For many elite athletes, greatness is measured by victories in their sport: medals, world records and first-place finishes. But Canadian 800m-runner Melissa Bishop-Nriagu has learned that being great on the world stage is a product of off-the-track goodness and positivity. “Those two words help bring me back to where I am and what I do,” she says. “Being positive and thinking about how much goodness I have in my life outside of my career helps me be the best athlete.”
A veteran of both the 2012 and 2016 Olympic Games, 32-year-old Bishop-Nriagu is hopeful to once again lace up for Canada at the Olympic Games Tokyo 2020. The wife and mother (to two-year-old Corrine) has dealt with challenges in her competitive career in the past, including narrowly missing out on a podium finish in Rio, and feels those experiences have empowered her with valuable insights and resilience, which she hopes can motivate others.
“In the past four years I’ve gone through many ups and downs,” she explains. “I navigated the path—bumps and all—and found a balance and perspective along the way that only lived experience, along with the right support team of friends and family, can provide. Knowing others out there—especially moms and moms-to-be—are trying to balance work and life and dealing with the unknown, I’m focused on sharing my experience and learning to help encourage and inspire [them]. It’s not always an easy journey, and we all need to help each other.”
Bishop-Nriagu credits her support team with helping her navigate her racing journey—through periods of both smooth sailing and rough waters. “My family has always been in support of my career on and off the track. They’ve seen me at my lowest and at my highest,” she says. “I call home every day, sometimes twice a day. Not to talk about track, but to see what’s going on for the day. It helps to ground me. When times are tough, my family is there with open arms, an ear to listen, and support to build me back up.”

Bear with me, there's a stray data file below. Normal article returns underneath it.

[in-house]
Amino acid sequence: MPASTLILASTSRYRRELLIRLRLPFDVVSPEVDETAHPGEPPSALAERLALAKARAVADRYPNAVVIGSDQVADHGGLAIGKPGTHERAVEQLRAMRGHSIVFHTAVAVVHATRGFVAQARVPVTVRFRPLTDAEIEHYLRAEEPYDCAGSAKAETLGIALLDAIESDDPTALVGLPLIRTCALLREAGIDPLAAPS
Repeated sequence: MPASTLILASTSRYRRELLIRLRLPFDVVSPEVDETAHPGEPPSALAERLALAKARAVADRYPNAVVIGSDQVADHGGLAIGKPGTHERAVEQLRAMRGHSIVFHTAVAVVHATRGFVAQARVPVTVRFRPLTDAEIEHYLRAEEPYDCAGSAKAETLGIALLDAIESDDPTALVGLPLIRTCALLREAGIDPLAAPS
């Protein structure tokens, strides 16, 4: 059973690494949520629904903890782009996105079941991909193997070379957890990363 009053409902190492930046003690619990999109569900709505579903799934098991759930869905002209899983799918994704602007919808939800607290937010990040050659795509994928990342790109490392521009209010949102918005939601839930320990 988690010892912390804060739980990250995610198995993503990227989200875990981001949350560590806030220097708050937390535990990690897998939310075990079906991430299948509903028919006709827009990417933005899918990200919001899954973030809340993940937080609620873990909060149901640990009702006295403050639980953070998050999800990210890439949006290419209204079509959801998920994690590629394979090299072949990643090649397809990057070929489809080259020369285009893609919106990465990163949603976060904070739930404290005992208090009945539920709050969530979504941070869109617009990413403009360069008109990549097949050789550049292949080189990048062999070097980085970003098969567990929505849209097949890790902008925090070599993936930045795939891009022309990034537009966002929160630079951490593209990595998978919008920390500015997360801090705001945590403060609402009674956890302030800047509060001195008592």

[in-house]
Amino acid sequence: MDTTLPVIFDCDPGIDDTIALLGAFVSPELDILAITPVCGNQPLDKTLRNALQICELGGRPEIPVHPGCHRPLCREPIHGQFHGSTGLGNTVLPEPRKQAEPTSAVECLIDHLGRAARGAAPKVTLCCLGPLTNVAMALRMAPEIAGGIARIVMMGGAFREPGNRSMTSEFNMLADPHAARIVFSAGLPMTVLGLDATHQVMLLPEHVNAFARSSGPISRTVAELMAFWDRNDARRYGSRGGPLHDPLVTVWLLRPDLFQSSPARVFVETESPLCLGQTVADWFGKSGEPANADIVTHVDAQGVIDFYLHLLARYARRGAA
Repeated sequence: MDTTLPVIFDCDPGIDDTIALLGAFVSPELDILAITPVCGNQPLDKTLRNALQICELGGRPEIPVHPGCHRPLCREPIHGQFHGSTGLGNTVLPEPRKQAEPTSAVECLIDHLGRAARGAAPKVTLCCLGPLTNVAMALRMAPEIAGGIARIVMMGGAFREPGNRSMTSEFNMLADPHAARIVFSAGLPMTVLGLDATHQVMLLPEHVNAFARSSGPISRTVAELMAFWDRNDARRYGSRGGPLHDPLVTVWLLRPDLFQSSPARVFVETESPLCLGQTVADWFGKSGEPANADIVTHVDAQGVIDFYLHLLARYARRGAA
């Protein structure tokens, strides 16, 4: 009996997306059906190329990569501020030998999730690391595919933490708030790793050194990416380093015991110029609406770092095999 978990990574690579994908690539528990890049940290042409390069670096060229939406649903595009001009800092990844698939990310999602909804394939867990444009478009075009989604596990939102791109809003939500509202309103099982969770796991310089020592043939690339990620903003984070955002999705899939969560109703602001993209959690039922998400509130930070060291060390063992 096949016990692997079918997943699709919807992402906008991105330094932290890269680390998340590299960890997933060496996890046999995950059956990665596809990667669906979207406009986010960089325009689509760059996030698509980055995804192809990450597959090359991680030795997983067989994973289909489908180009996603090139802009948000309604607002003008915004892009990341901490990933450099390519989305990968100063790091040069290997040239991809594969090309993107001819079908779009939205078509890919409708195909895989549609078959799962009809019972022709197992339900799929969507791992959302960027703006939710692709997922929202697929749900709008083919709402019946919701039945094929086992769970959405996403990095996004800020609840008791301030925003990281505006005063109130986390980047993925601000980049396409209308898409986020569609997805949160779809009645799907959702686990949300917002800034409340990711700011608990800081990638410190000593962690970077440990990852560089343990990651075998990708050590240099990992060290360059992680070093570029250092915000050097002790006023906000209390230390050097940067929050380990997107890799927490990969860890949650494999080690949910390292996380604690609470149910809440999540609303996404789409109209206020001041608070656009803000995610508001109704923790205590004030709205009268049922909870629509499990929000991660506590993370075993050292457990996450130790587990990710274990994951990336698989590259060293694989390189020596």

Two family members, in particular, have helped shape the woman Bishop-Nriagu has become. “My mom and grandma are pillars in my life,” she says. “They set incredible examples very early on in my life. They share a very tight bond. As the third generation, I, too, have this special bond with each of them. Now that I’m a mom, raising the fourth generation, I want to be able to instill in Corinne what they taught me: work ethic, kindness, how to love and forgive.”
That kind of pay-it-forward approach to spreading goodness to those around them is the subject of P&G Canada’s short film Your Goodness is Your Greatness, which Bishop-Nriagu feels crystallizes its titular message. “That’s what [it] gets at—how important family members are in teaching us values to bring out our goodness.”
To that end, and in addition to going for gold on the track, Bishop-Nriagu has set her sights on being a positive role model for her daughter. “My wish is that she sees powerful, motivated women going against the grain and not doing what society has told us to do,” she says. “Women can have careers, and be pregnant, and return to that career while balancing a family.”
And, like her mother and grandmother before her, Bishop-Nriagu wants to pass along the family’s values, teaching Corrine the benefits of love and support when it comes to being a force for goodness—in sport and in life. “My husband and I together have a built a strong support foundation through families and friends, we lean on them constantly,” Bishop-Nriagu says. “I wouldn’t have the success I have had without their help. I hope Corinne [will] also see the value of that and the importance of that.”
That approach is something to which Geraldine Huse, president of Procter & Gamble Canada, can relate. A parent to grown children herself, Huse has always made family a top priority. “I am most proud of my children when they are not only excelling in their vocation, but also when they contribute to society in a positive way,” she says. It’s part of the reason she’s excited about the Your Goodness is Your Greatness film which is part of P&G’s #LeadWithLove campaign. “We hope that parents will share our message with their children so we can inspire them to lead with love.”
Another example of P&G’s campaign is P&G Good Everyday, an online hub and consumer-rewards program that encourages Canadians to share in making a positive impact on society. The process is simple: consumers share their personal “acts of good,” and P&G makes donations to causes consumers care about. That includes supporting high-performance athletes like Bishop-Nriagu through the Canadian Olympic and Paralympic Sports Institute Network (COPSIN), which provides access to training facilities, nutritionists, physical- and mental-health therapists, and sports scientists.
To find out more about how you can turn your everyday actions into acts of good, visit PGGoodEverday.ca.